In the era of the “anti-hero”, the protagonist who takes on the role of the hero, but lacks the qualities to be seen as one, we should be reading the character of Jonah as being the anti-prophet. He has the role, but nothing about him seems to indicate that he should be doing it.
Many people, when coming to Jonah ask the question, can a man live in a fish for three days and three nights? This should be put in the same category of whether a man can be raised from the dead after three days? Can a pagan nation, faced with God’s judgment repent of their sins and cast themselves on God’s mercy (Jonah 4)?
A more difficult question, I think, to whether Jonah lived in a fish is whether he repented. He has clearly been disobedient to God. Even the pagan sailors can see this (Jonah 1:10). But does he address this disobedience in his prayer to God in chapter 2? This is a difficult question to answer.
What we do know is that he certainly looks to God for salvation (2:6,9). He is the recipient of grace (2:10). In the next chapter, he does what is asked of him instead of repeating his disobedience (3:1-3). There are a lot of good things about what Jonah is praying.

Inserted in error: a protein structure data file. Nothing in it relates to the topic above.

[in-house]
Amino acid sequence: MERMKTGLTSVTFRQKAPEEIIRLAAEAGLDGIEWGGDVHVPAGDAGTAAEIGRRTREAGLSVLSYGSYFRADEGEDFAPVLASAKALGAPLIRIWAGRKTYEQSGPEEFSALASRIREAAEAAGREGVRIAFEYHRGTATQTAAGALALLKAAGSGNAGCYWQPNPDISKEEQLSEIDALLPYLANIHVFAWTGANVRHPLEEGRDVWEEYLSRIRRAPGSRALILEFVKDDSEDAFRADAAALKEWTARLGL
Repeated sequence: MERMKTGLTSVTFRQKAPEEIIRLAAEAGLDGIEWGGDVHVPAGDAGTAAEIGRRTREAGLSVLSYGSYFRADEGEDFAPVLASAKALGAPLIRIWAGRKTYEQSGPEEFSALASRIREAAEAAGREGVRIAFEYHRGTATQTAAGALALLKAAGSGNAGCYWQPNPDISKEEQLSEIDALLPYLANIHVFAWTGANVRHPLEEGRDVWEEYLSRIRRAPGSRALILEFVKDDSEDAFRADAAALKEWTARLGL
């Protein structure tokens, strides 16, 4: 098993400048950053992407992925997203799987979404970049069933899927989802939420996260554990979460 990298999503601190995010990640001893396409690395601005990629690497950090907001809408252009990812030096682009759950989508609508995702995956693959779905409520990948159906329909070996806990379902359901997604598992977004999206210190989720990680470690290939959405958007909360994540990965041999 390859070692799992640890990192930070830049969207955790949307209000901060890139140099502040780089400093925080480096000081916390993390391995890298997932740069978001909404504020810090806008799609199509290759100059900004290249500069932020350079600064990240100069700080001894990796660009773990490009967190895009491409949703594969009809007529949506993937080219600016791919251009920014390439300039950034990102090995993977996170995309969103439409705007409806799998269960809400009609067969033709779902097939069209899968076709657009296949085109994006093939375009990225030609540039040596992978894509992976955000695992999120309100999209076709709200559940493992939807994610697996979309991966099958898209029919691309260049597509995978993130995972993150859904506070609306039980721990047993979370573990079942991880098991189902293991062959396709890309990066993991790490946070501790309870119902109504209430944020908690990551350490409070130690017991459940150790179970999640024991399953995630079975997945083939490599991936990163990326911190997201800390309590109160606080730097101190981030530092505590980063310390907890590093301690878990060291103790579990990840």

But there is a notable silence as to whether he is sorry for what he does wrong.
Timmer1 assesses Jonah as being someone who is blaming everyone else but himself2. “Jonah, however, although he is unquestionably in dire straits because of his own disobedience does not even recognise his sin and so utters not a word of confession.”3 And “As Jonah’s prayer continues, we will see that this tendency to ignore his sin dominates his interpretation of his deliverance.”4
While this is an argument from silence, it is a silence that is deafening. It stands in contrast to the pagans (1:14, 3:7-10). A lack of confession could also show where Jonah’s heart really lies. He knows what it is to be the recipient of grace. But this act of grace and mercy has not changed him. He still doesn’t want to see the Ninevehites saved and receive the same mercy he has.
If we are to see Jonah as a reflection of the people of God at the time, then we are seeing people who are expecting that God will rescue them based on their covenantal relationship with him rather than on his character of a God who is loving and merciful (Ex 34:6-7).
But what it means for us is to show the importance of confessing our sins as people who are recipients of grace (1 John 1:8-10). Without which we can end up looking down on other sinners who need saving, without recognising our own need.
1 Daniel Timmer, A Gracious and Compassionate God. NSBT series (Nottingham: IVP, 2011).
2 Timmer, p85.
3 Timmer, p82.
4 Timmer, p84.